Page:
genetic-programming.org-Home-Page Rewriting the Mind – We Are What We Think - Evolving Beings | Consciousness Expansion and Heart-Centered Living The conscious mind is the part we are aware of – the part that does the thinking, worrying, planning and creating. It is a tiny part of the structure; it is the subconscious that is the looming bulwark, a massive entity with incredible powers and potentials. Its unique characteristic is that it can create anything that we command it to create, by virtue of the thoughts we think. If you believe that you cannot achieve something, if you believe that you cannot have something, the subconscious will create conditions, so that your beliefs are proved. Thus the negative thoughts that create our negative conditioning, can be overthrown by affirming their opposite. To transform your life you must have a picture of yourself as you wish to be. The Power of the Subconscious Mind Awareness of the incredible power of the subconscious, conveyed by writers such as Joseph Murphy, author of The Power of Your Subconscious Mind, is behind the New Age deployment of affirmations to change oneself. 1. 2. 3.
Scientists use brain activity analysis to reconstruct words heard by test subjects Scientists have developed technology that is able to reconstruct words heard by test subjects, through analyzing their brain activity (Photo: Elvert Barnes) Image Gallery (2 images) Last September, scientists from the University of California, Berkeley announced that they had developed a method of visually reconstructing images from peoples' minds, by analyzing their brain activity. Much to the dismay of tinfoil hat-wearers everywhere, researchers from that same institution have now developed a somewhat similar system, that is able to reconstruct words that people have heard spoken to them. Instead of being used to violate our civil rights, however, the technology could instead allow the vocally-disabled to "speak." Epilepsy patients were enlisted for the study, who were already getting arrays of electrodes placed on the surface of their brains to identify the source of their seizures. According to study leader Brian N. About the Author Post a CommentRelated Articles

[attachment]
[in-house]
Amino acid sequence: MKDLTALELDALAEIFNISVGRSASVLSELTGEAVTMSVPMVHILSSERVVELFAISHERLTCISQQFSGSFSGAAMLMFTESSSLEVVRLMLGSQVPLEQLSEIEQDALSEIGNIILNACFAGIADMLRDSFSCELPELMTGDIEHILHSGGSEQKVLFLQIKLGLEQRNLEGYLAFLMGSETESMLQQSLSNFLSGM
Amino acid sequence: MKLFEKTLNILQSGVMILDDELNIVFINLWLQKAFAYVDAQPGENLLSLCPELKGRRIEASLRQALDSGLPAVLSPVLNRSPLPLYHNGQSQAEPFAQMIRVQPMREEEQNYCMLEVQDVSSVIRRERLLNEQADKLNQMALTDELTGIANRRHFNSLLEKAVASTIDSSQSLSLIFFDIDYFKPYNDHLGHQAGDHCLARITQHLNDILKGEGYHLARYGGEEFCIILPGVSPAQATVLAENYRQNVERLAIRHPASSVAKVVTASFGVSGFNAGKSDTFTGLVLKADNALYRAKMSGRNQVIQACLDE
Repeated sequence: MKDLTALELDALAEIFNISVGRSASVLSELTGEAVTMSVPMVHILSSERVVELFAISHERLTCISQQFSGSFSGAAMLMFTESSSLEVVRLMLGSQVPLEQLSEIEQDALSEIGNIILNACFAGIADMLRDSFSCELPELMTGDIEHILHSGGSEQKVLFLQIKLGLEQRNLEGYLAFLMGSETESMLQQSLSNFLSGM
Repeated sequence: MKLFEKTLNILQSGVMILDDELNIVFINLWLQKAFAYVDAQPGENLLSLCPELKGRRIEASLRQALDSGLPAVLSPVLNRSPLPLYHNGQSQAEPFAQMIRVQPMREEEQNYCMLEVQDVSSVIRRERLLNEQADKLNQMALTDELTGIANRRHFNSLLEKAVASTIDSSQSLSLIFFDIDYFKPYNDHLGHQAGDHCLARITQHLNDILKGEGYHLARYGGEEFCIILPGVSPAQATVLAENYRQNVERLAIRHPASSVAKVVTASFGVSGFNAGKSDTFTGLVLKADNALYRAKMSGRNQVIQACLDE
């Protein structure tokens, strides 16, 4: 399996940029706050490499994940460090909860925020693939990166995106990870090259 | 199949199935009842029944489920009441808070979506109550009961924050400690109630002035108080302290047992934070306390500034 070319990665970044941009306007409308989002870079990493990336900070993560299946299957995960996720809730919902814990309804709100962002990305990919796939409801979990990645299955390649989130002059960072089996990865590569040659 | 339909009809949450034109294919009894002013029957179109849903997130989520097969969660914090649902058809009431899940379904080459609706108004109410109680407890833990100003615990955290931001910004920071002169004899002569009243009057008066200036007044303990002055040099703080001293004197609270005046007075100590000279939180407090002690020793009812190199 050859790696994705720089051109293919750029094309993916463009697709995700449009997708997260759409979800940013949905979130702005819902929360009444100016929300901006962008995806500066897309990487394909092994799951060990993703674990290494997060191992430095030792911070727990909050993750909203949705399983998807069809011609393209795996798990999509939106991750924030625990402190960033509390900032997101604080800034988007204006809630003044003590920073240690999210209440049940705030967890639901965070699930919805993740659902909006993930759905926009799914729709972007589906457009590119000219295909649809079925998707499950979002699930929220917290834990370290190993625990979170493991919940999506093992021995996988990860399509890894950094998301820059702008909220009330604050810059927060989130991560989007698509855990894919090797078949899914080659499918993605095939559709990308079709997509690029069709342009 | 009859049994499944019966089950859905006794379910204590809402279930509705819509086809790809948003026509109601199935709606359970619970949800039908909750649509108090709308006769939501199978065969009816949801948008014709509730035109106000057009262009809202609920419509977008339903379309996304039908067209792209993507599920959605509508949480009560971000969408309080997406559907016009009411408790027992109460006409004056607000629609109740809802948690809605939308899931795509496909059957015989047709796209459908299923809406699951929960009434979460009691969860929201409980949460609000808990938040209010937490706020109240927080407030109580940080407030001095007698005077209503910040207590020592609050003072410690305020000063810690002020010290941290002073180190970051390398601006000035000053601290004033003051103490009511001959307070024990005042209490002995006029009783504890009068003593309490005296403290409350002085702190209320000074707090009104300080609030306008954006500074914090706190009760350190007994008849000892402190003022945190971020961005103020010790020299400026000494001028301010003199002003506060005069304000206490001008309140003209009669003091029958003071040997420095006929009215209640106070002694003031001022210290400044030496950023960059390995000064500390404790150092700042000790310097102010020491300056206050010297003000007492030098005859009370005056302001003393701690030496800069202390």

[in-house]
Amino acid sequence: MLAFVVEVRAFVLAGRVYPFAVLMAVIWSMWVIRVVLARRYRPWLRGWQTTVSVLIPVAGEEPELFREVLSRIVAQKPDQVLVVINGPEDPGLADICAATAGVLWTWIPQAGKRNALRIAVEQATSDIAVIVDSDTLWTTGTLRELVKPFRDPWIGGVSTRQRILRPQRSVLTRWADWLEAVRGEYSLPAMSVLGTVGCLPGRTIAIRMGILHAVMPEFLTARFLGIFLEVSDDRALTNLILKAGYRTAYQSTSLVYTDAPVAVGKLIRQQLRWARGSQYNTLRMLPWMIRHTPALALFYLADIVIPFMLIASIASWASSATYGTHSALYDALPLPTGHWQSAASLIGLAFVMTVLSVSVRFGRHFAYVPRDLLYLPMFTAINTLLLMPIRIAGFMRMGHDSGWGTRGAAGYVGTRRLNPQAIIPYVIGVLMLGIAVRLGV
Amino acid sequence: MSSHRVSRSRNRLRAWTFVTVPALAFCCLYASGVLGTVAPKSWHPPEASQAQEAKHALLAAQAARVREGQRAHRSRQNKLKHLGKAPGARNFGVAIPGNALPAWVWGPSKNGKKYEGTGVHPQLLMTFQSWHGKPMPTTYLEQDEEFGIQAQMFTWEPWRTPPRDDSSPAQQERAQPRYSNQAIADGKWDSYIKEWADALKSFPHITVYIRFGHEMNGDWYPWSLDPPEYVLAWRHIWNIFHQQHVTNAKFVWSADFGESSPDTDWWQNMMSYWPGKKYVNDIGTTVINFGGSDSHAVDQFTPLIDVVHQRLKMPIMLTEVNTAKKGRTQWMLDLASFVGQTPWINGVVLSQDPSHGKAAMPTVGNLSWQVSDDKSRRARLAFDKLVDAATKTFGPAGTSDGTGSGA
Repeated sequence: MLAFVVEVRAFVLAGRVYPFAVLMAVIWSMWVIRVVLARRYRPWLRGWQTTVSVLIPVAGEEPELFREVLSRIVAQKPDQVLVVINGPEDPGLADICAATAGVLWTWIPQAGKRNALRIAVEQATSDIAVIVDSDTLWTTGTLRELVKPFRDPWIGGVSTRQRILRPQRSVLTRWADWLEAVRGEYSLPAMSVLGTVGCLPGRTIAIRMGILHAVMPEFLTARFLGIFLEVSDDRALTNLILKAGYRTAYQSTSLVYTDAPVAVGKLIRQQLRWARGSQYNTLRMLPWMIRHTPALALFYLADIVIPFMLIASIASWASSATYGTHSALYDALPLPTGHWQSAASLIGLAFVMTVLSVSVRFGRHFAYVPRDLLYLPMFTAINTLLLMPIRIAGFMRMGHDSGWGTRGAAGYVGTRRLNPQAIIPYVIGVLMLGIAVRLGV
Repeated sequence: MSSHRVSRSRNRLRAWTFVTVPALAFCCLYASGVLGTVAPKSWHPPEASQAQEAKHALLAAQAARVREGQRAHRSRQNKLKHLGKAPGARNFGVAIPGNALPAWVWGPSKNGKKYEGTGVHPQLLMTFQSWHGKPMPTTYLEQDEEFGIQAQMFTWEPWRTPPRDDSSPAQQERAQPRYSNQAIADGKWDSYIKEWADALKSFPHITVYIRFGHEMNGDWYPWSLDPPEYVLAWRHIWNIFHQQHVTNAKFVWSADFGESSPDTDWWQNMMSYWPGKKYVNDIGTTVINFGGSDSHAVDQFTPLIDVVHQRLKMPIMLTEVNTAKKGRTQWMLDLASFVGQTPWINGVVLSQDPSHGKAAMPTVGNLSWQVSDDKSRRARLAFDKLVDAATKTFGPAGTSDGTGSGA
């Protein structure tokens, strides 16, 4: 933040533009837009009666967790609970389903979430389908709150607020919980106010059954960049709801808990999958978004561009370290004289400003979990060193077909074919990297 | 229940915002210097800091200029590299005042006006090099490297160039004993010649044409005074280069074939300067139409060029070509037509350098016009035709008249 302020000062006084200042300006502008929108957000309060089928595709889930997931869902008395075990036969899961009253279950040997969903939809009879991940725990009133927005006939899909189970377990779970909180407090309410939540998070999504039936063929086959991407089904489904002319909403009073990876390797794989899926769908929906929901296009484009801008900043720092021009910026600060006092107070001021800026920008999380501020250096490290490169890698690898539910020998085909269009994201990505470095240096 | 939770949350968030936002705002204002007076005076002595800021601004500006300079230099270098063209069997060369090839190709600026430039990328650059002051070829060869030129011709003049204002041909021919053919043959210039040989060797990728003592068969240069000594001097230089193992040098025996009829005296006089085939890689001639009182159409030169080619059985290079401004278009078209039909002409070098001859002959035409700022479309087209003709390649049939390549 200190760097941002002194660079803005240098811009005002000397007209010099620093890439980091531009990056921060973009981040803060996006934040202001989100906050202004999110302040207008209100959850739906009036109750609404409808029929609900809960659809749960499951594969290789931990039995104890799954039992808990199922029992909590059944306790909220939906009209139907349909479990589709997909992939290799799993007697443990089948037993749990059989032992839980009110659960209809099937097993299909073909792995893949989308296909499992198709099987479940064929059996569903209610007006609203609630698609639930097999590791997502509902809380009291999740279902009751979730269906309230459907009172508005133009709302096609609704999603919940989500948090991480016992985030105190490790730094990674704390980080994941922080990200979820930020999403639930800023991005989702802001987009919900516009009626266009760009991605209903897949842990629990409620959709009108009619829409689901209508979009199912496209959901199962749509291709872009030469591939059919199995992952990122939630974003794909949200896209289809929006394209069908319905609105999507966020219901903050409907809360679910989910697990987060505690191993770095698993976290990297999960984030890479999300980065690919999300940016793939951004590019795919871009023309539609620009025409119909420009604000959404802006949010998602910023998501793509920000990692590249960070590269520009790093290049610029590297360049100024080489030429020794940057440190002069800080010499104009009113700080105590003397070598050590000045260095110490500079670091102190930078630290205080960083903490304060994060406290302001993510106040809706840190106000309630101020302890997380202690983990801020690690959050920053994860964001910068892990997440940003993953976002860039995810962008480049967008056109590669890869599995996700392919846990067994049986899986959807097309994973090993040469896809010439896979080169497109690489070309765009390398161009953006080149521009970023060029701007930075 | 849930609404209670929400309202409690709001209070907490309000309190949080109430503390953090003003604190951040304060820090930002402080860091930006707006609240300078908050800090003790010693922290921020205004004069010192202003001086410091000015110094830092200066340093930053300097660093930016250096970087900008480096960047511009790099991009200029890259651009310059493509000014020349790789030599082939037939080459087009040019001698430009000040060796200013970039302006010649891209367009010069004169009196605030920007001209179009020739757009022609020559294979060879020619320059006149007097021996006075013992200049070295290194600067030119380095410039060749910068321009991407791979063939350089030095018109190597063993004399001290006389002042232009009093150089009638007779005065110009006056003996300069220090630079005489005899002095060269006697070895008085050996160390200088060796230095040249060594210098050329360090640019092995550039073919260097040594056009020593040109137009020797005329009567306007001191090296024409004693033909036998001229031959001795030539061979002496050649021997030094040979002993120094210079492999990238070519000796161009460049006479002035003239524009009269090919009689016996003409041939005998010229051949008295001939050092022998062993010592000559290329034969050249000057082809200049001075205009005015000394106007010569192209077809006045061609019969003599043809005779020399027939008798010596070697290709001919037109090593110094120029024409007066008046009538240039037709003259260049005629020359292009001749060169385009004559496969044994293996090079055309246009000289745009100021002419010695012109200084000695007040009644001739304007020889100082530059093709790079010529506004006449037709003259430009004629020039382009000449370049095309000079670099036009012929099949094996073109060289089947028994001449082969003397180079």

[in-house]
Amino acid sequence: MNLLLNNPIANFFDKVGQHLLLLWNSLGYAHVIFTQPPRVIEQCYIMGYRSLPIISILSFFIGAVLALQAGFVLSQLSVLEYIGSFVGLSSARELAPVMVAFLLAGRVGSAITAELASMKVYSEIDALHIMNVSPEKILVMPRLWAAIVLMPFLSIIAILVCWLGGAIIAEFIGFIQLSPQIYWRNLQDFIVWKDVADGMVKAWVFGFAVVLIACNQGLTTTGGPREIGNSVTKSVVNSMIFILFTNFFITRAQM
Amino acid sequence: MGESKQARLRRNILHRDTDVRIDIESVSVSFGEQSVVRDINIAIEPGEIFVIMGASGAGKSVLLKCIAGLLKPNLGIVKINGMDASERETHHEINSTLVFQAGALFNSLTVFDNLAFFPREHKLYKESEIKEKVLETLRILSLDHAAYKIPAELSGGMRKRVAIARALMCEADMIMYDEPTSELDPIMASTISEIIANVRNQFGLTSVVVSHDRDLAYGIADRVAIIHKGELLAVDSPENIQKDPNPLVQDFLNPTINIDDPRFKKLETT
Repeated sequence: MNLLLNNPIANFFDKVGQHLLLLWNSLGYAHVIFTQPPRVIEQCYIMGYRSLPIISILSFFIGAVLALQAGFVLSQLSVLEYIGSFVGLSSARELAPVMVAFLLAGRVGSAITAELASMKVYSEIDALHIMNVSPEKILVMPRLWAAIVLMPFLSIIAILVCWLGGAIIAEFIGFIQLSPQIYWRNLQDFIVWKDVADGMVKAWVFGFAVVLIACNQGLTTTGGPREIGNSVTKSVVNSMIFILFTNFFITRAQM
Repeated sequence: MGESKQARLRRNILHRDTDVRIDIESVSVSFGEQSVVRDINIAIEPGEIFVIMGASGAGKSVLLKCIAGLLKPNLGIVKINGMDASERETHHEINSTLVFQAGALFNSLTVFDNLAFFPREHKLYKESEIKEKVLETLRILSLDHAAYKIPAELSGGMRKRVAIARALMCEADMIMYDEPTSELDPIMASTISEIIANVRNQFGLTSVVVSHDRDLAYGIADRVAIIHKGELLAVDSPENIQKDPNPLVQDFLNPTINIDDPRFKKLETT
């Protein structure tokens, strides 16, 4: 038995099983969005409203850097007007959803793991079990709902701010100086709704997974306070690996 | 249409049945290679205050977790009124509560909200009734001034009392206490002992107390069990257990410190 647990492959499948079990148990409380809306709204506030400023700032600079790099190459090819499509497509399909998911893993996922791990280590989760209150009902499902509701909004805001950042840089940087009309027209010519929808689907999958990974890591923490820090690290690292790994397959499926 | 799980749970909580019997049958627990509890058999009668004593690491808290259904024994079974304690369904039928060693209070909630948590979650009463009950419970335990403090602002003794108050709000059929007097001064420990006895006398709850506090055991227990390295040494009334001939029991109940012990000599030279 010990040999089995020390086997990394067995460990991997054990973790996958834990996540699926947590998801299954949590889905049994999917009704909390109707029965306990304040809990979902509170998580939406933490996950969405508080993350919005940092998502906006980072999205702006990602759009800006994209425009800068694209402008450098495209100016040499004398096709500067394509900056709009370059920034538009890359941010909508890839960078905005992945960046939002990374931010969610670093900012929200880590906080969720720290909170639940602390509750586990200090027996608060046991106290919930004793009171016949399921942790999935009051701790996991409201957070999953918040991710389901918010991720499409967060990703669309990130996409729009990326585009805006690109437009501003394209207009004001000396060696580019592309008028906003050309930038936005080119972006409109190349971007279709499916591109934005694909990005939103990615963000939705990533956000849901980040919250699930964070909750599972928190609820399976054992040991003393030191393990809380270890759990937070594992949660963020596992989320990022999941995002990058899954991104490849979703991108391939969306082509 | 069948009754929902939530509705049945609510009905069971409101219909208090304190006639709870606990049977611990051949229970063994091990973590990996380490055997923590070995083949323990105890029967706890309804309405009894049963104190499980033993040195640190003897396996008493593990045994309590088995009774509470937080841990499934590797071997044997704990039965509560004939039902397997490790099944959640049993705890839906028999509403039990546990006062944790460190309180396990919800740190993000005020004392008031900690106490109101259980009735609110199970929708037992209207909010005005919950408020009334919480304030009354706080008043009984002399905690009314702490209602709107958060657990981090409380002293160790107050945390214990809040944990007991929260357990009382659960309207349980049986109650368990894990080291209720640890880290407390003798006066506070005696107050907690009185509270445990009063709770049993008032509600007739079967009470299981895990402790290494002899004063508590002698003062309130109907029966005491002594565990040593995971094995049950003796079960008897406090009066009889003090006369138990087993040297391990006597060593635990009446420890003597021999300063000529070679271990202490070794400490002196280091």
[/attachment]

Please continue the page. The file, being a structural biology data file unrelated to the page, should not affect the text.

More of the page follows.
Brain Explorer genetic-programming.com-Home-Page Welcome to the Possibilium Love Deactivates Brain Areas For Fear, Planning, Critical Social Assessment Love Deactivates Brain Areas For Fear, Planning, Critical Social Assessment Andreas Bartels and Semir Zeki of the Wellcome Department of Imaging Neuroscience, University College London have found using Functional Magnetic Resonance Imaging (fMRI) that love turns down activity in some areas of the brain in part so that we will not see flaws in the object of our affections. However the key result was that it's not just that certain shared areas of the brain are reliably activated in both romantic and maternal love, but also particular locations are deactivated and it's the deactivation which is perhaps most revealing about love. Among other areas, parts of the pre-frontal cortex – a bit of the brain towards the front and implicated in social judgment – seems to get switched off when we are in love and when we love our children, as do areas linked with the experience of negative emotions such as aggression and fear as well as planning. Well, consider the possibilities.
The neurobiology of politics What, if anything, should we make of studies that purport to find neurological differences between people who self-identify as "conservative" and people who self-identify as "liberal?" You've seen studies like that in the paper. You've heard them argued about on radio and TV shows. Behavioral therapist Andrea Kuszewski has a great guest post up at The Intersection blog, looking at what we can (and can't) learn from the handful of studies that have attempted to link politics and neurobiology. If you're going to talk about these studies at all, Kuszewski writes, you're going to have to understand the context behind them. This is definitely a story worth reading all the way through. 1.